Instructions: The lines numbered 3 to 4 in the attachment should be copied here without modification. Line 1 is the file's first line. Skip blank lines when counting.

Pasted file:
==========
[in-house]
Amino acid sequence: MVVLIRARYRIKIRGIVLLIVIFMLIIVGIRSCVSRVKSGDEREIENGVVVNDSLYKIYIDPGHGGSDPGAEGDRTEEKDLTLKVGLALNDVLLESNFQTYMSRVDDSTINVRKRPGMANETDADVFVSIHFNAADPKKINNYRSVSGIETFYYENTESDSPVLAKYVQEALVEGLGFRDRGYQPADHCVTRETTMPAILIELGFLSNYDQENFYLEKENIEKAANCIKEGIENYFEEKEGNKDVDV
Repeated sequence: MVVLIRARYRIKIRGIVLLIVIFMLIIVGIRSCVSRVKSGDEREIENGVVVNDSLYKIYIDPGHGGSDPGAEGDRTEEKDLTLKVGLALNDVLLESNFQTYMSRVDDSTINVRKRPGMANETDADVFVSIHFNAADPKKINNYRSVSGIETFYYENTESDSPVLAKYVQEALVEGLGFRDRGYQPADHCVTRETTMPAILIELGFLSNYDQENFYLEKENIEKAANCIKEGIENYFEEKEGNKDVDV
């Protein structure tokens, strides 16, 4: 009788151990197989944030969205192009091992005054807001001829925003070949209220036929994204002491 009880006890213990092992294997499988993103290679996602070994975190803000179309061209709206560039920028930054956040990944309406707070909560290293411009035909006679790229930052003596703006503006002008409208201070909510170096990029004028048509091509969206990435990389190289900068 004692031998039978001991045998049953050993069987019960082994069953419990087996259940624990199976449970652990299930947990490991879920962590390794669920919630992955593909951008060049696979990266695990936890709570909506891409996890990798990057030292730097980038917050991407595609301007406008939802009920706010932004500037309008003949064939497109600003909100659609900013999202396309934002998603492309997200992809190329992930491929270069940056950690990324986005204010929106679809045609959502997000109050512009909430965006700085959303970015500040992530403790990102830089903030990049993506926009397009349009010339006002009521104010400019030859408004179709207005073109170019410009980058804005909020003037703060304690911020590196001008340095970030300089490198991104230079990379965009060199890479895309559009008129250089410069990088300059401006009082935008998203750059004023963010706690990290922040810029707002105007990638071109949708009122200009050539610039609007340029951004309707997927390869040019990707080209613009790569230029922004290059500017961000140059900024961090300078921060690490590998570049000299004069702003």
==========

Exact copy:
Repeated sequence: MVVLIRARYRIKIRGIVLLIVIFMLIIVGIRSCVSRVKSGDEREIENGVVVNDSLYKIYIDPGHGGSDPGAEGDRTEEKDLTLKVGLALNDVLLESNFQTYMSRVDDSTINVRKRPGMANETDADVFVSIHFNAADPKKINNYRSVSGIETFYYENTESDSPVLAKYVQEALVEGLGFRDRGYQPADHCVTRETTMPAILIELGFLSNYDQENFYLEKENIEKAANCIKEGIENYFEEKEGNKDVDV
């Protein structure tokens, strides 16, 4: 009788151990197989944030969205192009091992005054807001001829925003070949209220036929994204002491 009880006890213990092992294997499988993103290679996602070994975190803000179309061209709206560039920028930054956040990944309406707070909560290293411009035909006679790229930052003596703006503006002008409208201070909510170096990029004028048509091509969206990435990389190289900068 004692031998039978001991045998049953050993069987019960082994069953419990087996259940624990199976449970652990299930947990490991879920962590390794669920919630992955593909951008060049696979990266695990936890709570909506891409996890990798990057030292730097980038917050991407595609301007406008939802009920706010932004500037309008003949064939497109600003909100659609900013999202396309934002998603492309997200992809190329992930491929270069940056950690990324986005204010929106679809045609959502997000109050512009909430965006700085959303970015500040992530403790990102830089903030990049993506926009397009349009010339006002009521104010400019030859408004179709207005073109170019410009980058804005909020003037703060304690911020590196001008340095970030300089490198991104230079990379965009060199890479895309559009008129250089410069990088300059401006009082935008998203750059004023963010706690990290922040810029707002105007990638071109949708009122200009050539610039609007340029951004309707997927390869040019990707080209613009790569230029922004290059500017961000140059900024961090300078921060690490590998570049000299004069702003």